Be aware that FRO does its job best when files and information is kept up to date. Always make sure that FRO knows the most current address and phone number. If the payer has moved or has changed jobs, FRO should be notified.
Family Law Services
This booklet explains the law around spousal support in Ontario.
When a marriage is ending in Ontario, property rights are governed by Part I and Part II of the Family Law Act in Ontario (FLA). Part II deals specifically with the division of the value of the matrimonial home, while Part I deals with all other matrimonial property.
It should be noted that only couples who have entered into a legal marriage may make use of these provisions of the law in Ontario.
Common-law couples in Ontario, regardless of the length of the relationship, cannot make an application under these parts of the Family Law Act. They must use a different principle of law called "constructive trust" or "resulting trust" in order to obtain a share of property held in the other person's name that was built up during marriage.
When getting separated or divorced in Ontario, the spouse whose net family property is the lesser of the two is entitled to one-half the difference between them.
Net family property is calculated by adding together the value of all of the spouse's property that a spouse owns on the date of separation, minus exclusions and then deducting the following:
Spouse's property is defined as anything held in that parties name or bought by them, such as a car. Any item bought together that is registered in both names is considered joint property. In this case, each party would claim half the value.
The legal rules to follow in order to calculate the value of property and divide it between spouses can be complicated. Consult a mediator to assist in determining the value of your family property.
There are time limits for division of property in Ontario. The time limits are as follows:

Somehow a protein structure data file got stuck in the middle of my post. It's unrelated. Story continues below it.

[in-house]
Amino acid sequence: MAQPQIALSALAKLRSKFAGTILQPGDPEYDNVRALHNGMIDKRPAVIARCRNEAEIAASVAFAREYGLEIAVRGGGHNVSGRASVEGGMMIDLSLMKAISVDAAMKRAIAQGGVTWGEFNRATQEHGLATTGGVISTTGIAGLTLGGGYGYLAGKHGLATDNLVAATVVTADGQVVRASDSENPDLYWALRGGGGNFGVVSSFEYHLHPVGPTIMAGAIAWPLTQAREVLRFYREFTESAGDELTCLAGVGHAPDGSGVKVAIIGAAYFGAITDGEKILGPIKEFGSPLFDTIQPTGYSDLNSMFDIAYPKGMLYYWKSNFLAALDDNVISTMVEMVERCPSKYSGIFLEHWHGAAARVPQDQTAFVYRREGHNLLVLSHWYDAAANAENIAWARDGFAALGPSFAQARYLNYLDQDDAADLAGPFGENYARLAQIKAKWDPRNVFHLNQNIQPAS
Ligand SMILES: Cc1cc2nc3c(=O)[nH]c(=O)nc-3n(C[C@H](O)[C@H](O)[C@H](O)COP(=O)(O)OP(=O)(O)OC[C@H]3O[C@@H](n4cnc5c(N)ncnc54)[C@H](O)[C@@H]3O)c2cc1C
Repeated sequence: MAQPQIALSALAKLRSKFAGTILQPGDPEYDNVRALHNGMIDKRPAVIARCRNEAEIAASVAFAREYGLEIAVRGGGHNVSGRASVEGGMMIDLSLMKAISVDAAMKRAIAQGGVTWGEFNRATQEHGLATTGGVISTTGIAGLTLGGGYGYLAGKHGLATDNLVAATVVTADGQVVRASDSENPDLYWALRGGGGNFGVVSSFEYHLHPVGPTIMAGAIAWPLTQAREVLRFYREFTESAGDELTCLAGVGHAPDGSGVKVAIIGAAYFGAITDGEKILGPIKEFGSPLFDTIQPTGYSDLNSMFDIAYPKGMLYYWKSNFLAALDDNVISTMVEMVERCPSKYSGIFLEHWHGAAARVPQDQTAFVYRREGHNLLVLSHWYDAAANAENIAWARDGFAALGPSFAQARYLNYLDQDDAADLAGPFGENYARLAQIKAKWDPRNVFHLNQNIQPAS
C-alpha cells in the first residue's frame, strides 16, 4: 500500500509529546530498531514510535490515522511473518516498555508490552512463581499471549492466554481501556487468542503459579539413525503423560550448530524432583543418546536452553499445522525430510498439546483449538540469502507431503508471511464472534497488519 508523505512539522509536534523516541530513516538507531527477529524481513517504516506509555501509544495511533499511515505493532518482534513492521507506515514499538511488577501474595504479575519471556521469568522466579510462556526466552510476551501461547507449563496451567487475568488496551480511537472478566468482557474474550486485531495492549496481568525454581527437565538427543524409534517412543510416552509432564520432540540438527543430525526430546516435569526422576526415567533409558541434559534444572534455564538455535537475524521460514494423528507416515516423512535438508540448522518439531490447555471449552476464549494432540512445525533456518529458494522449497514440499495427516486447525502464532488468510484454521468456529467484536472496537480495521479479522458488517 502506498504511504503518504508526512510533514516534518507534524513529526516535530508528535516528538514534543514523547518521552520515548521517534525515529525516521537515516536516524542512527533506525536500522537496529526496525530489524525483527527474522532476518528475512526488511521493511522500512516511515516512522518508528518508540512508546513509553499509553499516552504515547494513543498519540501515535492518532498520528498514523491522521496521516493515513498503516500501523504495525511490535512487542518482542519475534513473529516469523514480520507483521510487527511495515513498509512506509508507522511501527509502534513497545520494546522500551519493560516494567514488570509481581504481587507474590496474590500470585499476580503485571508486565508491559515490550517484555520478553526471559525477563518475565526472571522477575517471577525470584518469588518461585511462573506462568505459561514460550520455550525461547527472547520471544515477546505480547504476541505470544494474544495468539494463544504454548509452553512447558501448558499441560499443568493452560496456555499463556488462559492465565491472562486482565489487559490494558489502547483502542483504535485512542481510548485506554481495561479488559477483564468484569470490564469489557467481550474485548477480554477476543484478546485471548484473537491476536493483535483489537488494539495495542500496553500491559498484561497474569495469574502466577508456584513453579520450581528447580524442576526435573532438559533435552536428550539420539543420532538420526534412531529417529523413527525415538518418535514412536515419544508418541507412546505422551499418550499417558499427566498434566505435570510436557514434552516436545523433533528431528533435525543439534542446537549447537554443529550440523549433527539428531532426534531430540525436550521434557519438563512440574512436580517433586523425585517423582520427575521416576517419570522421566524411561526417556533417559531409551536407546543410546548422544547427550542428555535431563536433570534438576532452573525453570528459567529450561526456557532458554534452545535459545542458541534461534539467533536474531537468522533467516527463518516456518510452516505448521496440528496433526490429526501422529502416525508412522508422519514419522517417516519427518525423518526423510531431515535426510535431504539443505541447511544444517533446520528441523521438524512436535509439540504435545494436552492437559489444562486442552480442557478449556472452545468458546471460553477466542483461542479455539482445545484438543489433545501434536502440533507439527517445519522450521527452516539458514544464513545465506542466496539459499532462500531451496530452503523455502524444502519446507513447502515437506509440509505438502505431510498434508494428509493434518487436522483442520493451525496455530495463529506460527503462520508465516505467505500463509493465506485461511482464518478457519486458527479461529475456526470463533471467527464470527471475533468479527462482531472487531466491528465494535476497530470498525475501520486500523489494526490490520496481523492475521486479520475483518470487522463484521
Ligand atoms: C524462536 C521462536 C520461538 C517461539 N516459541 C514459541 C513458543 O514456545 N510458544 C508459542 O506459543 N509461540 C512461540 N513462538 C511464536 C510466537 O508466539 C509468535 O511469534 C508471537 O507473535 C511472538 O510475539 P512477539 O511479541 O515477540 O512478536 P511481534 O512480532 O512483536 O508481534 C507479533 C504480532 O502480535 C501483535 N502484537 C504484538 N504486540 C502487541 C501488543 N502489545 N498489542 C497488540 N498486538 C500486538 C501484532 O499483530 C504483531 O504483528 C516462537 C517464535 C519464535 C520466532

Family Law Services
This booklet explains the law around property division when a relationship ends in Ontario.
Divorce mediation is a speedier and less costly way to dissolve a marriage than going through the courts. With the help of a neutral third party, you and your ex will sit down and figure out an agreement that encompasses all aspects of your divorce, from property division and spousal support to child custody. There are two types of divorce mediation, open and closed. Open mediation may be disclosed, while closed mediation is strictly confidential.
Divorce resolution through mediation requires teamwork. The mediator acts as a facilitator and guide, keeping the conversation moving forward and ensuring that all topics are covered. However, he or she will not provide legal advice or settle disputes. Therefore, it is best for both parties to seek legal advice from an independent lawyer before signing any final binding agreement.
Successful divorce mediation results in a non-binding, written agreement, that can be drafted into a binding separation agreement and then filed with the court. Upon court approval, it becomes legally binding. Enforcement may be sought in exactly the same way as a court order.
Divorce mediation can be challenging, as cooperation is essential. Through our proprietary process, though, which involves multiple professionals, we have helped many very contentious couples negotiate a fair and equitable settlement. Whenever possible, divorce resolution through mediation should be attempted, as it is much faster and less expensive than a court battle.
Deals with divorce, as well as claims for child and spousal support, and custody and access, in divorce cases.
Outlines matters such as custody of, and access to children, as well the rules to establish parentage of a child
Outlines spousal and child support, division of property, and possession of the matrimonial home
Outlines the powers and responsibilities of the Family Responsibility Office to collect child and spousal support payments
Outlines the methods to apply for a support order or a change of an existing support order in another Canadian province or reciprocating jurisdiction
For more information on these laws: